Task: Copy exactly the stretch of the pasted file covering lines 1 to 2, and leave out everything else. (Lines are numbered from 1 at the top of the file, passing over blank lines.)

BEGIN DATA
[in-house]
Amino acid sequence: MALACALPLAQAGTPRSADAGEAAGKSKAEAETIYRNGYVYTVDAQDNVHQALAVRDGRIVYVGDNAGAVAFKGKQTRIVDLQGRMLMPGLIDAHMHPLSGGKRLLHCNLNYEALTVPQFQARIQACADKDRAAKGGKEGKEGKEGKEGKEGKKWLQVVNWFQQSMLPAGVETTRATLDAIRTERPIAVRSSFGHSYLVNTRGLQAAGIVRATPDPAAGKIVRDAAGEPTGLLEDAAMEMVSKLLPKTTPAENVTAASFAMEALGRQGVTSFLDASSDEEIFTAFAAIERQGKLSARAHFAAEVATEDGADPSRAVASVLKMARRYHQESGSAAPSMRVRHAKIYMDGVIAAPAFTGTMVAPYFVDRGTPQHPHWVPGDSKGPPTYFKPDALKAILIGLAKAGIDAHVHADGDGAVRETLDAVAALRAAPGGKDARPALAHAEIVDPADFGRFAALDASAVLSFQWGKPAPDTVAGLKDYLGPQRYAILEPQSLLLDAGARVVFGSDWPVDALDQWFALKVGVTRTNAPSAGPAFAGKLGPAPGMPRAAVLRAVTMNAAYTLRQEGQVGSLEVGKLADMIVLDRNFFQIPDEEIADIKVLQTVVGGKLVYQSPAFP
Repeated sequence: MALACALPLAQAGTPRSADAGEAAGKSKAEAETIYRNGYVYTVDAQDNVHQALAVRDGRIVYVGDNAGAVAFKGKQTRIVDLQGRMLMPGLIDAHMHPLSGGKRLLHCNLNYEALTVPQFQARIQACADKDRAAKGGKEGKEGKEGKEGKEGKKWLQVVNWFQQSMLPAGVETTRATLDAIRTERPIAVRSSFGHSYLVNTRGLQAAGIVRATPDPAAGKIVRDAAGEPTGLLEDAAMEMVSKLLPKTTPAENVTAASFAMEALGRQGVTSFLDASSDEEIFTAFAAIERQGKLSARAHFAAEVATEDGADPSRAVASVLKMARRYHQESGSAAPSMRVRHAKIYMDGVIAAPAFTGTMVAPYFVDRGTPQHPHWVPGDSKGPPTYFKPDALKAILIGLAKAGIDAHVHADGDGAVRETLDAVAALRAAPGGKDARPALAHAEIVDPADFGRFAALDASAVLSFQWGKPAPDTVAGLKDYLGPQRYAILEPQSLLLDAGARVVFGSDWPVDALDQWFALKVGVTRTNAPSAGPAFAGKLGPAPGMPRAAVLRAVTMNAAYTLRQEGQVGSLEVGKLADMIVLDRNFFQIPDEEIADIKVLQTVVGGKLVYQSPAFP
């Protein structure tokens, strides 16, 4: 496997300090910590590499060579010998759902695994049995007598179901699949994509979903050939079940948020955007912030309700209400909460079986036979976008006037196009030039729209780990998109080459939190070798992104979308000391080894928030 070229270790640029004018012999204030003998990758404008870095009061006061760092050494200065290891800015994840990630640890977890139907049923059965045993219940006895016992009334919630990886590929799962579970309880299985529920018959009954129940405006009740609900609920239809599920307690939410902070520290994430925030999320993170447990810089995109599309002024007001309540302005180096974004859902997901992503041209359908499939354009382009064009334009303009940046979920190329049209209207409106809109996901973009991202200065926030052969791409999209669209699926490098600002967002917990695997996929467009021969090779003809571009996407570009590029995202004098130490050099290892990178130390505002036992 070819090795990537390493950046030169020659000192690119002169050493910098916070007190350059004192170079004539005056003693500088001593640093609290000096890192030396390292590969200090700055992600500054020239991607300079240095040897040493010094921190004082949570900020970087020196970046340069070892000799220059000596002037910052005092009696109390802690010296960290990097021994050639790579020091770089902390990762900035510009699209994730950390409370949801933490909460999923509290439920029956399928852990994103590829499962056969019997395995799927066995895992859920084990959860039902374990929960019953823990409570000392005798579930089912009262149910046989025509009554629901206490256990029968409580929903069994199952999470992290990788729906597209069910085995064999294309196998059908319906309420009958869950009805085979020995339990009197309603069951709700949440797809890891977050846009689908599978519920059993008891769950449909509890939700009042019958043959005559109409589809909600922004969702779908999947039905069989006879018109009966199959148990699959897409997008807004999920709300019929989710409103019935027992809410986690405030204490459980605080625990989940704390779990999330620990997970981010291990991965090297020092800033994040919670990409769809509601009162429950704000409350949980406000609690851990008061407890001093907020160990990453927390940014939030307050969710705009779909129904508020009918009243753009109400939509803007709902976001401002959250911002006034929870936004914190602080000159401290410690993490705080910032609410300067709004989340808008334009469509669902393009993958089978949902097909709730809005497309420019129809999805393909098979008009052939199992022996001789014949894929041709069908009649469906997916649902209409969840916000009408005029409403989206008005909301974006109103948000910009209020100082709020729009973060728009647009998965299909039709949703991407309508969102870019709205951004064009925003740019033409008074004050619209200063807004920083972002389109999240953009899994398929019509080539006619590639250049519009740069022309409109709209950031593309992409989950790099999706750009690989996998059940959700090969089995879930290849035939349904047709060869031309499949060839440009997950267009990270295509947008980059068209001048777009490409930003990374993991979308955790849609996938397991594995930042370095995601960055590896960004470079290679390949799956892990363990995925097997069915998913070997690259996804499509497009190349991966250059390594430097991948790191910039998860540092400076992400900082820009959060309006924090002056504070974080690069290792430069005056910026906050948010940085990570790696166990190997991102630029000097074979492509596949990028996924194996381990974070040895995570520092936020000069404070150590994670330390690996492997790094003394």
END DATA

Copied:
[in-house]
Amino acid sequence: MALACALPLAQAGTPRSADAGEAAGKSKAEAETIYRNGYVYTVDAQDNVHQALAVRDGRIVYVGDNAGAVAFKGKQTRIVDLQGRMLMPGLIDAHMHPLSGGKRLLHCNLNYEALTVPQFQARIQACADKDRAAKGGKEGKEGKEGKEGKEGKKWLQVVNWFQQSMLPAGVETTRATLDAIRTERPIAVRSSFGHSYLVNTRGLQAAGIVRATPDPAAGKIVRDAAGEPTGLLEDAAMEMVSKLLPKTTPAENVTAASFAMEALGRQGVTSFLDASSDEEIFTAFAAIERQGKLSARAHFAAEVATEDGADPSRAVASVLKMARRYHQESGSAAPSMRVRHAKIYMDGVIAAPAFTGTMVAPYFVDRGTPQHPHWVPGDSKGPPTYFKPDALKAILIGLAKAGIDAHVHADGDGAVRETLDAVAALRAAPGGKDARPALAHAEIVDPADFGRFAALDASAVLSFQWGKPAPDTVAGLKDYLGPQRYAILEPQSLLLDAGARVVFGSDWPVDALDQWFALKVGVTRTNAPSAGPAFAGKLGPAPGMPRAAVLRAVTMNAAYTLRQEGQVGSLEVGKLADMIVLDRNFFQIPDEEIADIKVLQTVVGGKLVYQSPAFP